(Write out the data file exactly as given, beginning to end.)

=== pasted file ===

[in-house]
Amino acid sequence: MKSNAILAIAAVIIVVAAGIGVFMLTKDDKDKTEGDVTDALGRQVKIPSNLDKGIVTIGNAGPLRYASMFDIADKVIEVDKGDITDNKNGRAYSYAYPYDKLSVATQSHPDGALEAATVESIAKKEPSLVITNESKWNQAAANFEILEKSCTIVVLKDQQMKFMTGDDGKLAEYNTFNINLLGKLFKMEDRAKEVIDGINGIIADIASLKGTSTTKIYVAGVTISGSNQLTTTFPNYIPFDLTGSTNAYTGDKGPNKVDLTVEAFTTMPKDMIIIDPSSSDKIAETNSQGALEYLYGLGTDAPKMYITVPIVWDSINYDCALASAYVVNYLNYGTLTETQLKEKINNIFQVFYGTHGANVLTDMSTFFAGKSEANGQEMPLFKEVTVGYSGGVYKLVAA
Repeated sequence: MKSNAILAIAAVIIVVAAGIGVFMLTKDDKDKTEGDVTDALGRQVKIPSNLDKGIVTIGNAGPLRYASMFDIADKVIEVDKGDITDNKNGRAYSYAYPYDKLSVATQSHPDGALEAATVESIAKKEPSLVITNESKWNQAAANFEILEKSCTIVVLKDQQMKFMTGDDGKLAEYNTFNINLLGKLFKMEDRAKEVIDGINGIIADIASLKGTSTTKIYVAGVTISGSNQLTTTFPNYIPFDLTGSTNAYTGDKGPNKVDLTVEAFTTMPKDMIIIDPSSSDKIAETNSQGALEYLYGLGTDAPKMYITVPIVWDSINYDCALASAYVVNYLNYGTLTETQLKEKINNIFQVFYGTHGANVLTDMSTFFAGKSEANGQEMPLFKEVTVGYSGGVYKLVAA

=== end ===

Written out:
[in-house]
Amino acid sequence: MKSNAILAIAAVIIVVAAGIGVFMLTKDDKDKTEGDVTDALGRQVKIPSNLDKGIVTIGNAGPLRYASMFDIADKVIEVDKGDITDNKNGRAYSYAYPYDKLSVATQSHPDGALEAATVESIAKKEPSLVITNESKWNQAAANFEILEKSCTIVVLKDQQMKFMTGDDGKLAEYNTFNINLLGKLFKMEDRAKEVIDGINGIIADIASLKGTSTTKIYVAGVTISGSNQLTTTFPNYIPFDLTGSTNAYTGDKGPNKVDLTVEAFTTMPKDMIIIDPSSSDKIAETNSQGALEYLYGLGTDAPKMYITVPIVWDSINYDCALASAYVVNYLNYGTLTETQLKEKINNIFQVFYGTHGANVLTDMSTFFAGKSEANGQEMPLFKEVTVGYSGGVYKLVAA
Repeated sequence: MKSNAILAIAAVIIVVAAGIGVFMLTKDDKDKTEGDVTDALGRQVKIPSNLDKGIVTIGNAGPLRYASMFDIADKVIEVDKGDITDNKNGRAYSYAYPYDKLSVATQSHPDGALEAATVESIAKKEPSLVITNESKWNQAAANFEILEKSCTIVVLKDQQMKFMTGDDGKLAEYNTFNINLLGKLFKMEDRAKEVIDGINGIIADIASLKGTSTTKIYVAGVTISGSNQLTTTFPNYIPFDLTGSTNAYTGDKGPNKVDLTVEAFTTMPKDMIIIDPSSSDKIAETNSQGALEYLYGLGTDAPKMYITVPIVWDSINYDCALASAYVVNYLNYGTLTETQLKEKINNIFQVFYGTHGANVLTDMSTFFAGKSEANGQEMPLFKEVTVGYSGGVYKLVAA